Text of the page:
Sex and Intimacy: How to Have the Best of Both Worlds

This article is an excerpt from the Shortform book guide to "Mating in Captivity" by Esther Perel. Shortform has the world's best summaries and analyses of books you should be reading.

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Are sex and intimacy mutually exclusive? In what way do they contradict each other? Is there a way to bridge the gap?

Sex and emotional intimacy may seem at odds with each other but they don’t have to be. According to couples therapist Esther Perel, you can have the best of both worlds—passionate sex and emotional intimacy.

In this article, we’ll discuss the clash between sex and intimacy and how to balance the two.

Are Sex and Intimacy Mutually Exclusive?

Like security, intimacy is another modern-relationship-intangible that conflicts with desire. Intimacy is based in familiarity, closeness, compassion, and comfort, potentially polar opposites of the fundamental ingredients of desire: novelty, distance, and selfishness.

Establishing intimacy necessitates eliminating otherness and shrinking the distance between two people. Intimacy makes you care about the well-being of the other person and makes you afraid to hurt them. However, sexual excitement requires a lack of worry, and pleasure needs to be a little selfish. When you care about another person, it can be hard to focus on your own needs.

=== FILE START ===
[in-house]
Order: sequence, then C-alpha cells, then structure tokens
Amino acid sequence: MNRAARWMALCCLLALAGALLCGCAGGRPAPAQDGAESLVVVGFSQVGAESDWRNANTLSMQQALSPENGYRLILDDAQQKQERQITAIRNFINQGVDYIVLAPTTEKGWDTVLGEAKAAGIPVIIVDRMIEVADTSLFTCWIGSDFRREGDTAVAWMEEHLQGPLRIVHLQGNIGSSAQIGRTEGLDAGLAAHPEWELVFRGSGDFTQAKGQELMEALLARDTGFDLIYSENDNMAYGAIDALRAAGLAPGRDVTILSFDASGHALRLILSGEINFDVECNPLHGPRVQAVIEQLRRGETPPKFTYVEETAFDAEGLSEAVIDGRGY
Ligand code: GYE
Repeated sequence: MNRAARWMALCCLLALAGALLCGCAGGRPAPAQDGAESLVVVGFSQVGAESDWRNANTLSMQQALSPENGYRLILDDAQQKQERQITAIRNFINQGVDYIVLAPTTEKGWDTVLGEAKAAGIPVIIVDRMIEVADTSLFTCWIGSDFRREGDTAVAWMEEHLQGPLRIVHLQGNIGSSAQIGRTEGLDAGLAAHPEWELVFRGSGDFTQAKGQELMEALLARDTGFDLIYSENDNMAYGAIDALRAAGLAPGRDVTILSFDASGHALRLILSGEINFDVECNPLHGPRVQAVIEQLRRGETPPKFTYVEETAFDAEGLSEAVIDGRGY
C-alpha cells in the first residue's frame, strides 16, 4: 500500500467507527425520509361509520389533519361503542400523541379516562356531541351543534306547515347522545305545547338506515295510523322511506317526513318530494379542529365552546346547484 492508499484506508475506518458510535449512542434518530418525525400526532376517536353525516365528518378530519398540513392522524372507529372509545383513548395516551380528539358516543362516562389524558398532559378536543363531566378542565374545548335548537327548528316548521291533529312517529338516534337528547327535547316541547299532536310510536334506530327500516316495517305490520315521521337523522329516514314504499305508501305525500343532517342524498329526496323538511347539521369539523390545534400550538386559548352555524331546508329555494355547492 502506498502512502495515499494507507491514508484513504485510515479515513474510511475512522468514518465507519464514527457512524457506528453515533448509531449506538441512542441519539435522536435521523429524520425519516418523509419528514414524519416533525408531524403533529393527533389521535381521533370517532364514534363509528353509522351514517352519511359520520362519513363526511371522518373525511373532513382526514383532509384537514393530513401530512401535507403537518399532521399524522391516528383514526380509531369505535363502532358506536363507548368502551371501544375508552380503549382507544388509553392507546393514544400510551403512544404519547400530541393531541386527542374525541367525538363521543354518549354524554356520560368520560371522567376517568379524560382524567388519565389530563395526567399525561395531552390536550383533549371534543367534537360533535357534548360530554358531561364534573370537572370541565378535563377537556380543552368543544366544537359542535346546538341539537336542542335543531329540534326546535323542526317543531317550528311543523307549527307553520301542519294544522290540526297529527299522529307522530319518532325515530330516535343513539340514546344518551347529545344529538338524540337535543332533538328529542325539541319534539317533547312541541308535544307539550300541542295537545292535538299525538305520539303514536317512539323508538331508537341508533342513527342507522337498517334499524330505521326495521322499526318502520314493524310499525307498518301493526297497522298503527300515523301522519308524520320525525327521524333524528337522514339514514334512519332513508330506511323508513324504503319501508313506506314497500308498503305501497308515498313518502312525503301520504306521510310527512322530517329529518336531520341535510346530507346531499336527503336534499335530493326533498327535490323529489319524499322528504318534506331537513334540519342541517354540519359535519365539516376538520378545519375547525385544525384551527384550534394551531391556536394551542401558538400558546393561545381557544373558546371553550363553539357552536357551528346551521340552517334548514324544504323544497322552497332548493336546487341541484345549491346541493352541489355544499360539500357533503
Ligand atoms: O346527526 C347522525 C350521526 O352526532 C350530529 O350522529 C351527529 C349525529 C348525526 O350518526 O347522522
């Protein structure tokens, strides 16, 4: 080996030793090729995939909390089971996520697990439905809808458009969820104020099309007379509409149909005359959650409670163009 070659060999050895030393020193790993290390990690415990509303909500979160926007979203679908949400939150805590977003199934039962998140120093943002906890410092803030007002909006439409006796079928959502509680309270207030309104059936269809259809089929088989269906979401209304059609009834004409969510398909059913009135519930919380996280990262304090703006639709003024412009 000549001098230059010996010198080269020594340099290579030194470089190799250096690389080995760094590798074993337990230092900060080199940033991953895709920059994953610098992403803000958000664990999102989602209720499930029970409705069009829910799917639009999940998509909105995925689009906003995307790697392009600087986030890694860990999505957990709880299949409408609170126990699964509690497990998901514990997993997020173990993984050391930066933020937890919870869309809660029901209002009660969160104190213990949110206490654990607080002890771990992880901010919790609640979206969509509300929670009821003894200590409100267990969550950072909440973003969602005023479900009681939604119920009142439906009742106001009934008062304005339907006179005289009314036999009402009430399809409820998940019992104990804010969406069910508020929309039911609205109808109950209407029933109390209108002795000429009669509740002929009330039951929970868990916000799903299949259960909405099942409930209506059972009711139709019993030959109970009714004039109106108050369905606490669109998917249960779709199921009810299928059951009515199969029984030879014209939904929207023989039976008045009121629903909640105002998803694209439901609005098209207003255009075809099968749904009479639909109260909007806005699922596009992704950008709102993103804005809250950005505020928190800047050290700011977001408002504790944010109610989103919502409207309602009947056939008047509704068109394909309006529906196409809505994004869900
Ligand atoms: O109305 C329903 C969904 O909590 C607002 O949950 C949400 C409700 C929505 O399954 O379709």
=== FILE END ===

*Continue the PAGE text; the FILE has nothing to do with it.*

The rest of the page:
However, according to couples therapist Esther Perel, sex and intimacy aren’t mutually exclusive—it’s possible to create desire in a relationship that’s also intimate. Intimacy isn’t consistent, and even in the strongest long-term relationships, its strength differs at different times. 

Stamping Out Distance

When you first meet someone, you don’t know them. That’s why budding relationships are so intense, both physically and emotionally. You don’t know what kind of connection you have yet, so you’re working with imagination and potential⁠—ingredients for desire. You idealize the other person and focus on their positive qualities. They do the same to you, and you feel validated and transcendent. Additionally, because you don’t know each other, there are strong boundaries between the two of you. You each have a distinct sense of self that’s unmixed with the other person’s.

As you get to know each better, either by talking to each other or observing each other, you start to establish routine. Maybe you move in together, which brings you closer both physically and emotionally. You become familiar to each other. As the distance between you closes, the space where desire used to flourish shrinks.